Expedia.com and music store Rhapsody have fallen foul of cyber criminals planting malware into banner ads. Users clicking on the flash banner ads were redirected to sites which tried to get them to install a rogue antispyware application.

On 28 January, Australian spyware researcher Sandi Hardmeir discovered the music download service banner ads on Expedia.com were directing surfers to a site and trying to get them to install a Trojan called TROJ_GIDA.A. All the infected ads have now been removed and the company is investigating the length of time they were online.

According to RealNetworks, owner of Rhapsody, the malware on the site was first reported on 20 January and all malicious files were removed within four days.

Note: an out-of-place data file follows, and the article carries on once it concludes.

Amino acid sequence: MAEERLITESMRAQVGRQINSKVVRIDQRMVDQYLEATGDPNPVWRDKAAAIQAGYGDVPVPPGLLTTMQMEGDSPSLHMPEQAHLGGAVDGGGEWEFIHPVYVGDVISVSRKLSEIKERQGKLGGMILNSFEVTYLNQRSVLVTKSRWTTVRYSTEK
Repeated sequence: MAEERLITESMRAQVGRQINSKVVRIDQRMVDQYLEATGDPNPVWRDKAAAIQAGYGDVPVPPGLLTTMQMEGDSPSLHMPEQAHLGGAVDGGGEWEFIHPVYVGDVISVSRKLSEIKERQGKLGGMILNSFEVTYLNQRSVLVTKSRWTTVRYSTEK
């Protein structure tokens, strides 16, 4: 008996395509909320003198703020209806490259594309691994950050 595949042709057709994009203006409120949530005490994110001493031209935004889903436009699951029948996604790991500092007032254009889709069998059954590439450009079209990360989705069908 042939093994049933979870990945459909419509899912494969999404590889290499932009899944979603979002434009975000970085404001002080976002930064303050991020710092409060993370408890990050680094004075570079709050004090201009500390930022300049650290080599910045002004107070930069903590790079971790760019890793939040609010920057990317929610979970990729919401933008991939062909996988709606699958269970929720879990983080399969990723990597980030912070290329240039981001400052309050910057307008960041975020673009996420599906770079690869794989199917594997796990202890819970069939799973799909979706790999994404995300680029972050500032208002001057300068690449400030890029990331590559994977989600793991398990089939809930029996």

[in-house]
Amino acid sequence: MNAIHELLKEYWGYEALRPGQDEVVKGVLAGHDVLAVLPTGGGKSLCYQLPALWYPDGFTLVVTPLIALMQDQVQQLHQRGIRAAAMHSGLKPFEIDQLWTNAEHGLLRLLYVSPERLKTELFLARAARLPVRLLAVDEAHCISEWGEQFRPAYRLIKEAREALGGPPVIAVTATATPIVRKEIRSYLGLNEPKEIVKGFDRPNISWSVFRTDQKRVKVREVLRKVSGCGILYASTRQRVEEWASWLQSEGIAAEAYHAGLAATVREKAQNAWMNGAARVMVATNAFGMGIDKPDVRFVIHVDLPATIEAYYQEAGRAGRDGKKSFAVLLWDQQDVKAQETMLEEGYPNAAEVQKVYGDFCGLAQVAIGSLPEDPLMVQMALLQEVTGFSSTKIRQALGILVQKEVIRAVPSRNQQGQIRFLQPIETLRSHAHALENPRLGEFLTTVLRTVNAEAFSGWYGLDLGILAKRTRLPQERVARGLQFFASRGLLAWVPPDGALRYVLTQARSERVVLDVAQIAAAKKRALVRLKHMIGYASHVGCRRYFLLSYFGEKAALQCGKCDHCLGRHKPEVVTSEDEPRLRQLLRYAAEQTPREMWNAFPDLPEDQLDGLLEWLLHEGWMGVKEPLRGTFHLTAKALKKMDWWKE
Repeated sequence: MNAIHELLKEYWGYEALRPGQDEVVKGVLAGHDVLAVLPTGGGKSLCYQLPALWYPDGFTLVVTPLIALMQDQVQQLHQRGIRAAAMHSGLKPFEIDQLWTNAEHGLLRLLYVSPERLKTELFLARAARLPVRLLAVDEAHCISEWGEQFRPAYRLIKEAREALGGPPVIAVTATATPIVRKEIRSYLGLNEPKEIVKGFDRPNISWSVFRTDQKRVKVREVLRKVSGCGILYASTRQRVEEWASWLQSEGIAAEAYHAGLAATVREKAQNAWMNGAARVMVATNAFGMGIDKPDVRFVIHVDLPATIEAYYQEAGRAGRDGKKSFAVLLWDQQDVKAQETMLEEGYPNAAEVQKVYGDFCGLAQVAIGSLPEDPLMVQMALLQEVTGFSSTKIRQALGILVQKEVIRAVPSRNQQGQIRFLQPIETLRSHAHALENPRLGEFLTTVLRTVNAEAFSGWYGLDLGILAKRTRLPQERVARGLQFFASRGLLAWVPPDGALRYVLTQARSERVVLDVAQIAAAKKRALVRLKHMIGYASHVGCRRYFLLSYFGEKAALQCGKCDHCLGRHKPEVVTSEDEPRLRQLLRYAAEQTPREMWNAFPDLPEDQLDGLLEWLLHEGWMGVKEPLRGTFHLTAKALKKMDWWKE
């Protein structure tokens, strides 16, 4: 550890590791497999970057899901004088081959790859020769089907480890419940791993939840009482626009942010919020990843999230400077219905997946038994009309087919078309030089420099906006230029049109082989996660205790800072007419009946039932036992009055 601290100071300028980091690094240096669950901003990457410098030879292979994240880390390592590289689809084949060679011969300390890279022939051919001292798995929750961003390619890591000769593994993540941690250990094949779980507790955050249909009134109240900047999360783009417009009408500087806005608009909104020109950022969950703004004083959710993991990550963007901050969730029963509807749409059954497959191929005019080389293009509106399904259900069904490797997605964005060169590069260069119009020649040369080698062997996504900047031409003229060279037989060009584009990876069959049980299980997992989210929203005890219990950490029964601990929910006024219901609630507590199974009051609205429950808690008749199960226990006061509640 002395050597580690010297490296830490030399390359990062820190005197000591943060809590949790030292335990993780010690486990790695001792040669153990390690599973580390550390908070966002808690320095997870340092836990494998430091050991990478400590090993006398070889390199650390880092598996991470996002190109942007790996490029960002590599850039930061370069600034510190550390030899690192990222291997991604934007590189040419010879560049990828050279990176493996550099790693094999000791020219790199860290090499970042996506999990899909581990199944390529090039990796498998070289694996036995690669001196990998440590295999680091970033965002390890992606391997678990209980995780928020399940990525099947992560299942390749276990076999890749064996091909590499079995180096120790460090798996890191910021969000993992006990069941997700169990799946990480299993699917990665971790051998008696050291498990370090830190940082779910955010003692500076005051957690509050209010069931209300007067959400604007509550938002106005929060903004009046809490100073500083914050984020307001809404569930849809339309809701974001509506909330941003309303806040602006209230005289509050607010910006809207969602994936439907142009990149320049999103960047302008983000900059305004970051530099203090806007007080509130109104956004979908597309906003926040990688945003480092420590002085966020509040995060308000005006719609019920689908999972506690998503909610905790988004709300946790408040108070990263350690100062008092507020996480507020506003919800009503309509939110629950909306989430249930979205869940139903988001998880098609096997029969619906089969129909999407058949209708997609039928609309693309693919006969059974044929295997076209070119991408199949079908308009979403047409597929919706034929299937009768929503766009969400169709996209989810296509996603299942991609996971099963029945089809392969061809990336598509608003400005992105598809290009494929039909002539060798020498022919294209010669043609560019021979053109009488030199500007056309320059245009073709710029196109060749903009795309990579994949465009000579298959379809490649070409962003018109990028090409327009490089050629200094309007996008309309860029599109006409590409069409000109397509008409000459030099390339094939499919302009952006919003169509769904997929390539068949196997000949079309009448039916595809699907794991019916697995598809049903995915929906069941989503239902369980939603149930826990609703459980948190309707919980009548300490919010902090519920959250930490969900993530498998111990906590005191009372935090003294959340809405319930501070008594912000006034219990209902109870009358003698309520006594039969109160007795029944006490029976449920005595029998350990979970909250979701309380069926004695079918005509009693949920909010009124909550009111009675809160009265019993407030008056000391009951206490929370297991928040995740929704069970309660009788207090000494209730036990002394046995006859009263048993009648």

The number of reported cases of web site infected with malware continues to rise at an astonishing rate. Earlier this week, the websites for the Embassy of the Ukraine in Lithuania, the Embassy of the Netherlands in Russia and the Ministry of Foreign Affairs for the country of Georgia were also all found to be serving up an attack code to visitors in an attempt to turn their PCs into a proxy using an iFrame exploit.

Ad firm DoubleClick was also the victim of a similar attack late last year. Official sites for Major League Baseball, the National Hockey League and The Economist all featured malicious ads.

A report recently published by WebSense claims that of the sites classified as malicious in the second half of 2007, 51 percent were legitimate sites that had been compromised by attack code.